A thinking person’s drinking game.Continue reading
So I got an email from the Herald about a promotion to win a new fridge, and I could do with a new fridge, and the promotion required me to pick some ingredients and invent a dish with them. So I went to all the trouble of writing out this recipe and after I entered it turned out it’s a random draw to win. So, that was a waste of time, so here’s my recipe. I picked: prawns, chillies, ginger, fresh herbs and beans.
And it got a little out of hand. I haven’t had much sleep.
1. Heat some oil in a pan and add the finely chopped chillies and grated ginger WITHOUT burning them. If you burn them, you’ve done it wrong. Just to be clear: don’t burn the food.
2. Now bend your head down over the pan and breathe in the gingery chili fumes. Damn, doesn’t that smell good? When your wife comes over and tells you to stop putting your nose so close to the hot pan, tell her, “I KNOW MY BUSINESS, WOMAN. YOU JUST GET BACK TO WATCHING THE OLYMPICS.” She will appreciate it in the long run, and in fairness, you do know your business.
3. Oh, start a pan of water boiling. No salt, though, because you’re putting beans in it, and you don’t salt bean water. Keep in mind what your granddad always told you. “If Stewart Island doesn’t secede from this damned country, the terrorists have already won! And don’t salt bean water.” I bet you used to think he was crazy, but you know better now.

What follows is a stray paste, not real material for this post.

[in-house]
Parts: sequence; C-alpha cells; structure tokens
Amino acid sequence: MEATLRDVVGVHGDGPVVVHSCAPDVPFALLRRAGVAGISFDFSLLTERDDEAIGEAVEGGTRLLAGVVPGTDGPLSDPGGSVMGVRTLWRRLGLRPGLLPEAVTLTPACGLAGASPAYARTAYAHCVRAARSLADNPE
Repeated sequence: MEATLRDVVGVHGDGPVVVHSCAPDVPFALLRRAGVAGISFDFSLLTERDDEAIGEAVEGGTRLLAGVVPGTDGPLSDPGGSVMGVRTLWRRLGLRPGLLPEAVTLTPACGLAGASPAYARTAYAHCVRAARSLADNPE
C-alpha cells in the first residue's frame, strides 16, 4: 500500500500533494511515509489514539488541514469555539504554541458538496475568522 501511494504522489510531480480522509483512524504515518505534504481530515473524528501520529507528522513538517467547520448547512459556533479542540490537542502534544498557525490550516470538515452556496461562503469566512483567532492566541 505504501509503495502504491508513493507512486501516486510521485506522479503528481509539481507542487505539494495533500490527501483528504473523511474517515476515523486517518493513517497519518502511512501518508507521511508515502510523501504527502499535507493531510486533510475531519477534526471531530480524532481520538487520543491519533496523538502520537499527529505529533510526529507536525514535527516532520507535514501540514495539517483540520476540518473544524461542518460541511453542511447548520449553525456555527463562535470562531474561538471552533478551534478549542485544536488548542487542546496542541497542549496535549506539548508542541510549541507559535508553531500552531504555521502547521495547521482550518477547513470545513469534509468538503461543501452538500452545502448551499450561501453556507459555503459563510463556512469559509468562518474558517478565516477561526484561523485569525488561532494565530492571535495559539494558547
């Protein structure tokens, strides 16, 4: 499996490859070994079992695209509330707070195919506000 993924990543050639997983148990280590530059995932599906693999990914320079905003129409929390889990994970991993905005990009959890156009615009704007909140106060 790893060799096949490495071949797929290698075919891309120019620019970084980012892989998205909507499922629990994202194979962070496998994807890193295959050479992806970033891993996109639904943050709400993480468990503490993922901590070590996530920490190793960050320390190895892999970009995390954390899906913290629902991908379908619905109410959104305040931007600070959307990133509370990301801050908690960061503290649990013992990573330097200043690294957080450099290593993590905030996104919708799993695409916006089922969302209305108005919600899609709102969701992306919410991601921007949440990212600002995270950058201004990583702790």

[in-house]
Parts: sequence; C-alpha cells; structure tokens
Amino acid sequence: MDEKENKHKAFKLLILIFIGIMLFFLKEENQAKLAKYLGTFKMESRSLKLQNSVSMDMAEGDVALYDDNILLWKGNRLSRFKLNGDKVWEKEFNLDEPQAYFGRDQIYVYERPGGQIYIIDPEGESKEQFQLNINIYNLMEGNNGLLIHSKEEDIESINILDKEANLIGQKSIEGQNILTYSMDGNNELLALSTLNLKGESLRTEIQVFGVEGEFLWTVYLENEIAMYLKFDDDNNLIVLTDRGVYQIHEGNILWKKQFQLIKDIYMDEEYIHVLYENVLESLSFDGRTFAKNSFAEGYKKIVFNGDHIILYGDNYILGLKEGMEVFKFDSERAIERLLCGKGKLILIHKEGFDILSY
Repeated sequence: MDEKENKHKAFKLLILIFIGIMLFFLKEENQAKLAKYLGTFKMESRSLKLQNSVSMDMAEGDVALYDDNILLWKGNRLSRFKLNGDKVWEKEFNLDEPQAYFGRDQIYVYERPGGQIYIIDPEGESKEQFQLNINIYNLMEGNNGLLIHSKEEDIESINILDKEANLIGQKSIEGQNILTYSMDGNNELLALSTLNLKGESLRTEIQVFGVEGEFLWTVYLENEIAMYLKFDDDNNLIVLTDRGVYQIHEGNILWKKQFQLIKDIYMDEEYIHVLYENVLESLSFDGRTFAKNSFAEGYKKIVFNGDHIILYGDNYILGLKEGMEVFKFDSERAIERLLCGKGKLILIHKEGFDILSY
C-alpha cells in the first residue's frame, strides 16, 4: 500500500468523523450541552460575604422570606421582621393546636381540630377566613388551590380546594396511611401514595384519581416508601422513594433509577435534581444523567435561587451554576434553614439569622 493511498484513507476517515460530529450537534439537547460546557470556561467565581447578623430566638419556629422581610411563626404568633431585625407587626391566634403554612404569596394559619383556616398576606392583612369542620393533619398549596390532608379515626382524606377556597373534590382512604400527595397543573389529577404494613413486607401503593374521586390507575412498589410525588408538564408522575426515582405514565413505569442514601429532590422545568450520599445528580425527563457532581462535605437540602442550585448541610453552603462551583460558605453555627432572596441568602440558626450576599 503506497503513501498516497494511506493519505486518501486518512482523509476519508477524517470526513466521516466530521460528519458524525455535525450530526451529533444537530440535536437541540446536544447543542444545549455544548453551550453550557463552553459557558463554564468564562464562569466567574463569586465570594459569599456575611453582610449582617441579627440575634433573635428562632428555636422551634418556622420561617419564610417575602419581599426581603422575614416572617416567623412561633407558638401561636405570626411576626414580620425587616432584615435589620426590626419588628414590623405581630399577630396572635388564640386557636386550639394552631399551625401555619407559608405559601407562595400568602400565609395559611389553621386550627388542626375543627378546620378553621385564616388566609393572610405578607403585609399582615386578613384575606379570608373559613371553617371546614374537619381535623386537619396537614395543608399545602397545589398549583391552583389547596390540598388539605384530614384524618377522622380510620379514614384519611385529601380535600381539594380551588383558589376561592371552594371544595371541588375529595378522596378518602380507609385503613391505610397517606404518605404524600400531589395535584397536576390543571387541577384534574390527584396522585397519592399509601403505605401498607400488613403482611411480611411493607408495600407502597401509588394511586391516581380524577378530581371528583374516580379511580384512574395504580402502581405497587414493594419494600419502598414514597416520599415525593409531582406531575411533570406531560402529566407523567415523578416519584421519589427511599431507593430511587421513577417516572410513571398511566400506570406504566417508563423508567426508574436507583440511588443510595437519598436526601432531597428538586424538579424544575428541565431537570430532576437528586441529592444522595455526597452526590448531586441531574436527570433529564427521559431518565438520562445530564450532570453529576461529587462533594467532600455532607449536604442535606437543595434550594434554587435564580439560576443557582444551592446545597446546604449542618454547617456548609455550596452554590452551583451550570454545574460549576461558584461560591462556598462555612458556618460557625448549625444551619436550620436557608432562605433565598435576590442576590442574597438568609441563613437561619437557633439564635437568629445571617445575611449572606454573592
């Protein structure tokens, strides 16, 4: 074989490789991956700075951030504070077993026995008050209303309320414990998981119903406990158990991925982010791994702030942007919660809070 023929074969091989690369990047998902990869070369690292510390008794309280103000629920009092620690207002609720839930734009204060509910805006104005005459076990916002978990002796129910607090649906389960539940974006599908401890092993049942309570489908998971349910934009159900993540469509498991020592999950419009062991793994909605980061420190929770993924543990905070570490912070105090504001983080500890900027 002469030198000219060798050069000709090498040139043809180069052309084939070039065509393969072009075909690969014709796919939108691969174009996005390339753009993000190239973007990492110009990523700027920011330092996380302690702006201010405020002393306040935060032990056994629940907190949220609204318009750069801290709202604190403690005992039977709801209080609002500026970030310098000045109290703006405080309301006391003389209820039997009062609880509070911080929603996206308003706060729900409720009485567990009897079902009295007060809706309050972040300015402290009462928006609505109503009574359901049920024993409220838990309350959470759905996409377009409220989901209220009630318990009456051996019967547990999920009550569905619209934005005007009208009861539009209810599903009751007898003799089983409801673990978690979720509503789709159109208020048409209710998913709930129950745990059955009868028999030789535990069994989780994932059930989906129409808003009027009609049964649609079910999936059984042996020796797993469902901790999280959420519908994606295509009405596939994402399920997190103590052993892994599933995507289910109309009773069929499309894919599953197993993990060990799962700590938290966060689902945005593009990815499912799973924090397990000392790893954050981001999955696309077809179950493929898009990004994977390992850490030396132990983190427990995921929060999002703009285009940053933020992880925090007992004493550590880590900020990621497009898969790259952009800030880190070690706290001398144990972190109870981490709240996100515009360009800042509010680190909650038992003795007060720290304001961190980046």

4. Don’t burn the food.
5. Oh, chop the herbs, too. And don’t pronounce it “erbs”. Annoys the hell out of me when you do that.
6. You want to know what herbs they are? Do I have to do EVERYTHING here? Whatever herbs you like. Parsley, coriander, mint, I don’t know. Go wild. I’m not your dad.
7. I’m not your dad.
8. Right, just kind of fry those prawns in the ginger-chili oil. If you have any children, make sure you say in a squeaky voice, “Noooo! Noooooo! It burns! You’re killing us and eating us!” This will teach them family values like comedy and voice acting. If they have nightmares later, explain to them that nightmares are God’s way of telling them that you know your damned business. YOU KNOW YOUR DAMNED BUSINESS.
9. Oh, about five steps ago you should have prepared a bowl of ice water, so I hope you did that.
10. Put the trimmed beans in the now boiling water. Do not under any circumstances immerse your hand in the boiling water.
11. Are those prawns cooked yet? Is the damned stove even plugged in? Should I have made that one of the first steps, idiot?
12. Right, after like two minutes drain the beans and dunk them in the ice-water bowl for a bit and then pull them out. I hope you didn’t burn them.
13. Make sure you’re getting lots of oil over all of the prawns while you’re cooking them, and they should probably be cooked now or something. How long has it been, anyway? What day is this?